It’s been a tough year for Facebook. The social networking juggernaut found itself engulfed by controversies over fake news, electoral interference, privacy violations, and a broad backlash to smartphone addiction. Wall Street has noticed: the company has lost almost $100 billion in market cap in recent weeks. Behind Facebook’s hard year is a collision between the company’s values, ambitions, business model, and mindboggling scale. Mark Zuckerberg, the site’s founder, has long held that the company’s mission is to make the world more open and connected — with the assumption being that a more open and connected world is a better world. But a more open world can make it easier for governments to undermine each other’s elections from afar; a more connected world can make it easier to spread hatred and incite violence. So has Facebook become too big to manage, and too dangerous when it fails? Should the social infrastructure of the global community be managed by a corporation headquartered in Northern California? What’s Zuckerberg’s reply to Apple CEO Tim Cook, who says the social media giant’s business model is at odds with its users’ interests? And how has all this changed Zuckerberg’s ambitions for Facebook’s future, and confidence in its mission? Zuckerberg and I talk about all of this and more in this conversation. Learn more about your ad choices. Visit podcastchoices.com/adchoices

51mins

2 Apr 2018

Rank #2

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Jenny Odell on nature, art, and burnout in quarantine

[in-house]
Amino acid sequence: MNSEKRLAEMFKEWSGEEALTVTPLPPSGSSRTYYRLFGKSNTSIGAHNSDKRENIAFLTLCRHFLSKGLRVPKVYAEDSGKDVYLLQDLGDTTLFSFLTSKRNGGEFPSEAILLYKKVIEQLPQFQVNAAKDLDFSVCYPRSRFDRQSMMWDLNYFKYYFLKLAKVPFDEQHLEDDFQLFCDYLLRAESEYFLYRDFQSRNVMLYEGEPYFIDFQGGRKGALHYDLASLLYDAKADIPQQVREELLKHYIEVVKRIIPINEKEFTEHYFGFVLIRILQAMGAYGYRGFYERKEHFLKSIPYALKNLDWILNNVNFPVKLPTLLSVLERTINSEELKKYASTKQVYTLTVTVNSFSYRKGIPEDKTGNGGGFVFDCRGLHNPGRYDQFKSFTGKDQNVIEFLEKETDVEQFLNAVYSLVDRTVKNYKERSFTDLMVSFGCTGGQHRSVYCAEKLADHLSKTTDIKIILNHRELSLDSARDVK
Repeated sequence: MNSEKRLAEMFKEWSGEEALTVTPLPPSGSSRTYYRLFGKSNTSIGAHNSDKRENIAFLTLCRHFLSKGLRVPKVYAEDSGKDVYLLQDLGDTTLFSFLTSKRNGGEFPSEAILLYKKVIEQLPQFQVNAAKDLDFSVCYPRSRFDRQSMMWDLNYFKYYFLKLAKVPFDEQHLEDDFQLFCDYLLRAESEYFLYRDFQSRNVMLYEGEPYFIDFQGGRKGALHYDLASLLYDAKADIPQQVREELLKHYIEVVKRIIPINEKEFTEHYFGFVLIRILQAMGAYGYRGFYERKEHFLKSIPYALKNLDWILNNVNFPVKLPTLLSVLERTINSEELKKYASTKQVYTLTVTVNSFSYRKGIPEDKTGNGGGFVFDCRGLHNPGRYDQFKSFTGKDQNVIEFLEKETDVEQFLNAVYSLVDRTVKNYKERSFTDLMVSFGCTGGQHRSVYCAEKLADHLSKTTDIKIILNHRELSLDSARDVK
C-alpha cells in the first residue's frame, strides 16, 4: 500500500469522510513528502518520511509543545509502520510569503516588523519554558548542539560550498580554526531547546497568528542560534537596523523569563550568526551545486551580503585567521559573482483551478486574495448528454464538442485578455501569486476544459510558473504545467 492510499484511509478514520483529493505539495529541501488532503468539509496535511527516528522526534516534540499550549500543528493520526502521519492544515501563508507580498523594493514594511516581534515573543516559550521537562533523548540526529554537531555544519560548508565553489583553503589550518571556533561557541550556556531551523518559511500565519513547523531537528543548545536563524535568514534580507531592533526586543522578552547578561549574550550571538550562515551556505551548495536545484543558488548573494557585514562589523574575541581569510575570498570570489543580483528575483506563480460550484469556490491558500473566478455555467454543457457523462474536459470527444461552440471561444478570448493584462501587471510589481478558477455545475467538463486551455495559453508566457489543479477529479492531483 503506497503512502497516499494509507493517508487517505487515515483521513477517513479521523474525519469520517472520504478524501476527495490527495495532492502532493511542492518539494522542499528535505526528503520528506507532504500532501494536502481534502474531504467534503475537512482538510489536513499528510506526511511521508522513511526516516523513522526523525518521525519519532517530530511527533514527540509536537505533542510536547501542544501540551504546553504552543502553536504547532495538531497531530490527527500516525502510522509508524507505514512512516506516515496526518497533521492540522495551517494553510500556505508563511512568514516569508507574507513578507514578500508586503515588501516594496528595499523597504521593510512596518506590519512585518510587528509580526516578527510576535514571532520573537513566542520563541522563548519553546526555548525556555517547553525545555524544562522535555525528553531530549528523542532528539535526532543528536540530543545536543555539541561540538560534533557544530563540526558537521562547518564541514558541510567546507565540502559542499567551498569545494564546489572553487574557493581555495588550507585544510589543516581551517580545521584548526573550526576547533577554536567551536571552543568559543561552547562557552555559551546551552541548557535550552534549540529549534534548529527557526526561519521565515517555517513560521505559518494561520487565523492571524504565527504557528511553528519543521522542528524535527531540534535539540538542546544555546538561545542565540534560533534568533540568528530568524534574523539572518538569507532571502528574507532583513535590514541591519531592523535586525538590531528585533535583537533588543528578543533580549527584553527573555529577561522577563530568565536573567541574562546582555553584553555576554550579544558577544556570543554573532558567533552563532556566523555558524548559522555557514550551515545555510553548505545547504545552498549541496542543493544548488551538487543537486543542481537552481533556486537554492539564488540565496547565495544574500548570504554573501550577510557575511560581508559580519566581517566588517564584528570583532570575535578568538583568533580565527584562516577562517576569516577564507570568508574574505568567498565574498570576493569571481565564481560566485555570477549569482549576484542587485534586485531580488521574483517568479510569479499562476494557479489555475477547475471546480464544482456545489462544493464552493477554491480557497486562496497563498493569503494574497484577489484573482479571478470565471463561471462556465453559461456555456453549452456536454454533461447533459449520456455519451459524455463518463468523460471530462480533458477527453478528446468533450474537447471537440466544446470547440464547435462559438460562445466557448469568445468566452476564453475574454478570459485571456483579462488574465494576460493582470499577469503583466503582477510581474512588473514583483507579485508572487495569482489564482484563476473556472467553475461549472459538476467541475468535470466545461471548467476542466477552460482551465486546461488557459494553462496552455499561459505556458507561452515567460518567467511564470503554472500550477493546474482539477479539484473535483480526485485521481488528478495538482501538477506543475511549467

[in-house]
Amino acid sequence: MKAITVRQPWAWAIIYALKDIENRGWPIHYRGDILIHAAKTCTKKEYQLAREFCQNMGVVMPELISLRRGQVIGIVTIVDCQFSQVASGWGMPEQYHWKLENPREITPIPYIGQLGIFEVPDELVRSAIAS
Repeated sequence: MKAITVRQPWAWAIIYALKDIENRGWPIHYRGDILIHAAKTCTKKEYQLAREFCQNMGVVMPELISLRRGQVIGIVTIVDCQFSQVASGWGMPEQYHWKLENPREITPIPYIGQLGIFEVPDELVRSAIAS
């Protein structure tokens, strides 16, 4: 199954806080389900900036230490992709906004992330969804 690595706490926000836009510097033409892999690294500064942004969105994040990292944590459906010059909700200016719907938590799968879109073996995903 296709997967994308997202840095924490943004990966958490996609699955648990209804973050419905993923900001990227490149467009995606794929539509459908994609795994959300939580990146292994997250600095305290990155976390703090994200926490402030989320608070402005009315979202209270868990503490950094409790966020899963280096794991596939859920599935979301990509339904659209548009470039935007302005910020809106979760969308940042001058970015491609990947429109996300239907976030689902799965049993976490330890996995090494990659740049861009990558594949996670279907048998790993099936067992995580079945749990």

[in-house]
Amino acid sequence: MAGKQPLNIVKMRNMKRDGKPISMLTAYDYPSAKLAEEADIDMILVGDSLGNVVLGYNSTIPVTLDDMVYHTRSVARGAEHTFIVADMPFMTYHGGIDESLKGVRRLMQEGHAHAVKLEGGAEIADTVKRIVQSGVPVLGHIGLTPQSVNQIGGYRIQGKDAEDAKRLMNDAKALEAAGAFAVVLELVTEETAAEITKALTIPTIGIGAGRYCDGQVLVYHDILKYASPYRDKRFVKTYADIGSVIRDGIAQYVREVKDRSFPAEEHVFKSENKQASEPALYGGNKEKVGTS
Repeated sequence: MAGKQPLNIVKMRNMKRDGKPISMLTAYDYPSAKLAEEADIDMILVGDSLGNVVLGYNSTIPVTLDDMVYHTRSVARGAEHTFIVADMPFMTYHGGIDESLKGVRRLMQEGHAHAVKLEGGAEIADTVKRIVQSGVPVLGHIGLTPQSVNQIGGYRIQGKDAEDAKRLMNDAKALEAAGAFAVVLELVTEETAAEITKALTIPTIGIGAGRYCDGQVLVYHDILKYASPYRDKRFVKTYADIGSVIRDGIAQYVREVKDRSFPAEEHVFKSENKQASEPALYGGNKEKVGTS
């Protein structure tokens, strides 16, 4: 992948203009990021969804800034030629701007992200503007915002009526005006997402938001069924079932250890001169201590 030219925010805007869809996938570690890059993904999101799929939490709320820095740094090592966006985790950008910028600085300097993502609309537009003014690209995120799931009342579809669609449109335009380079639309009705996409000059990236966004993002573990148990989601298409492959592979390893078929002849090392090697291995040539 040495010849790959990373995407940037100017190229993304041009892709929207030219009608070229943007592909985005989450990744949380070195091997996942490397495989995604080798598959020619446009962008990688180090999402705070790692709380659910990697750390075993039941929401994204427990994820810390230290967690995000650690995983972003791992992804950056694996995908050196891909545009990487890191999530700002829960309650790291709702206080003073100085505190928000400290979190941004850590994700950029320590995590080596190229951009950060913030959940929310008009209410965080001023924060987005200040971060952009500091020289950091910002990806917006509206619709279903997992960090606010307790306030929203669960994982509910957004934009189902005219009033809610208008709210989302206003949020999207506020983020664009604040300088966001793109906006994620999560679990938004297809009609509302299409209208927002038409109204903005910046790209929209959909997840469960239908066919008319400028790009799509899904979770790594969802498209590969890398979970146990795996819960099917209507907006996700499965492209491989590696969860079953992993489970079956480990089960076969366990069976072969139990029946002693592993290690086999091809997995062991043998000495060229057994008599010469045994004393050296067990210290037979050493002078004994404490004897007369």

One of my favorite episodes of this show was my conversation with Jenny Odell, just under a year ago. Odell, a visual artist, writer, and Stanford lecturer, had just released her book How to Do Nothing: Resisting the Attention Economy and we had a fascinating conversation about the importance of maintenance work, the problem with ceaseless productivity, the forces vying for our attention, the comforts of nature, and so much more. A lot has changed since then. Odell’s book became a sensation: it captured a cultural moment, made it onto Barack Obama’s favorite books of 2019 list and became, for many, a touchstone. And then, a global pandemic hit, radically altering the world in ways that made the core themes of Odell’s work more prescient, and more difficult. What happens when, instead of choosing to “do nothing,” doing nothing is forced upon you? What happens when all you have access to is nature? What happens when the work of maintenance becomes not just essential, but also dangerous?So I asked Odell back, for a very different conversation in a very different time. This isn’t a conversation, really, about fixing the world right now. It’s about living in it, and what that feels like. It’s about the role of art in this moment, why we undervalue the most important work in our society, how to have collective sympathy in a moment of fractured suffering, where to find beauty right now, the tensions of productivity, the melting of time, our reckoning with interdependence, and much more. And, at the end, Odell offers literally my favorite book recommendation ever on this show. And no, it’s not for my book. References: My previous conversation with Jenny Odell on the art of attention "The Myth of Self-Reliance" by Jenny Odell, The Paris Review"I tried to write an essay about productivity in quarantine. It took me a month to do it." by Constance Grady, VoxThe Genius of Birds by Jennifer AckermanBook recommendations: Give People Money by Annie LowreyLurking: How a Person Became a User by Joanne McNeilWhat It's Like to Be a Bird by David Allen SibleyWant to contact the show? Reach out at ezrakleinshow@vox.comPlease consider making a contribution to Vox to support this show: bit.ly/givepodcasts Your support will help us keep having ambitious conversations about big ideas.The Ezra Klein Show is a finalist for a Webby! Make sure to vote at https://bit.ly/TEKS-webbyNew to the show? Want to check out Ezra’s favorite episodes? Check out the Ezra Klein Show beginner’s guide (http://bit.ly/EKSbeginhere)Credits:Producer/Editor - Jeff GeldResearcher - Roge Karma Learn more about your ad choices. Visit podcastchoices.com/adchoices